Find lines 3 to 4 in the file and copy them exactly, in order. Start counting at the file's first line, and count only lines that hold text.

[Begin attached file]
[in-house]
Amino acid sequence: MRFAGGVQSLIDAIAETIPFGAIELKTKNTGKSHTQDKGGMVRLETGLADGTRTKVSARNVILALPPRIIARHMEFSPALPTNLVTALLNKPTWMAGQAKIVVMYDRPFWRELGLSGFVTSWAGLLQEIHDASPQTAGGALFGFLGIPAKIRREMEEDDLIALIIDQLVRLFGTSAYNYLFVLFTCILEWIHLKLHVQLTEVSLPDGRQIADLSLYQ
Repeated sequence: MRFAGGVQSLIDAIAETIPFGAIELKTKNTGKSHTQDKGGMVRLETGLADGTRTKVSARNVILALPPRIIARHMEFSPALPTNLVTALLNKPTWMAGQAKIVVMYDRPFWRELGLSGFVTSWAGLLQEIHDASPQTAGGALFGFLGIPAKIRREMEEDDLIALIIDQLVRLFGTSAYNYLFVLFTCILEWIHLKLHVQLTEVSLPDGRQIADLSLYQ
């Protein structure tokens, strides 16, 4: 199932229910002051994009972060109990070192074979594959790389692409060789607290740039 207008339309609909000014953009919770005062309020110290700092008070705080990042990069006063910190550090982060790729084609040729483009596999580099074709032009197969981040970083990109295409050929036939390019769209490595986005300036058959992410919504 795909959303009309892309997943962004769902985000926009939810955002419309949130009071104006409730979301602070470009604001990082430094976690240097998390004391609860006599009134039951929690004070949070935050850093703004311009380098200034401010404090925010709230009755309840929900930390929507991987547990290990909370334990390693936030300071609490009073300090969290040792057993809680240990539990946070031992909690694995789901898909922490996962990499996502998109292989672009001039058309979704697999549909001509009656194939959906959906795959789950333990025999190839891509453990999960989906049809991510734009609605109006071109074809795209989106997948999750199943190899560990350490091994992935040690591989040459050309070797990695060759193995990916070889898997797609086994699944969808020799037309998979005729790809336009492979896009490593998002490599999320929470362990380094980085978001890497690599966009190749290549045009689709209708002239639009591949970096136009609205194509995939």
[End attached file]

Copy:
Repeated sequence: MRFAGGVQSLIDAIAETIPFGAIELKTKNTGKSHTQDKGGMVRLETGLADGTRTKVSARNVILALPPRIIARHMEFSPALPTNLVTALLNKPTWMAGQAKIVVMYDRPFWRELGLSGFVTSWAGLLQEIHDASPQTAGGALFGFLGIPAKIRREMEEDDLIALIIDQLVRLFGTSAYNYLFVLFTCILEWIHLKLHVQLTEVSLPDGRQIADLSLYQ
């Protein structure tokens, strides 16, 4: 199932229910002051994009972060109990070192074979594959790389692409060789607290740039 207008339309609909000014953009919770005062309020110290700092008070705080990042990069006063910190550090982060790729084609040729483009596999580099074709032009197969981040970083990109295409050929036939390019769209490595986005300036058959992410919504 795909959303009309892309997943962004769902985000926009939810955002419309949130009071104006409730979301602070470009604001990082430094976690240097998390004391609860006599009134039951929690004070949070935050850093703004311009380098200034401010404090925010709230009755309840929900930390929507991987547990290990909370334990390693936030300071609490009073300090969290040792057993809680240990539990946070031992909690694995789901898909922490996962990499996502998109292989672009001039058309979704697999549909001509009656194939959906959906795959789950333990025999190839891509453990999960989906049809991510734009609605109006071109074809795209989106997948999750199943190899560990350490091994992935040690591989040459050309070797990695060759193995990916070889898997797609086994699944969808020799037309998979005729790809336009492979896009490593998002490599999320929470362990380094980085978001890497690599966009190749290549045009689709209708002239639009591949970096136009609205194509995939």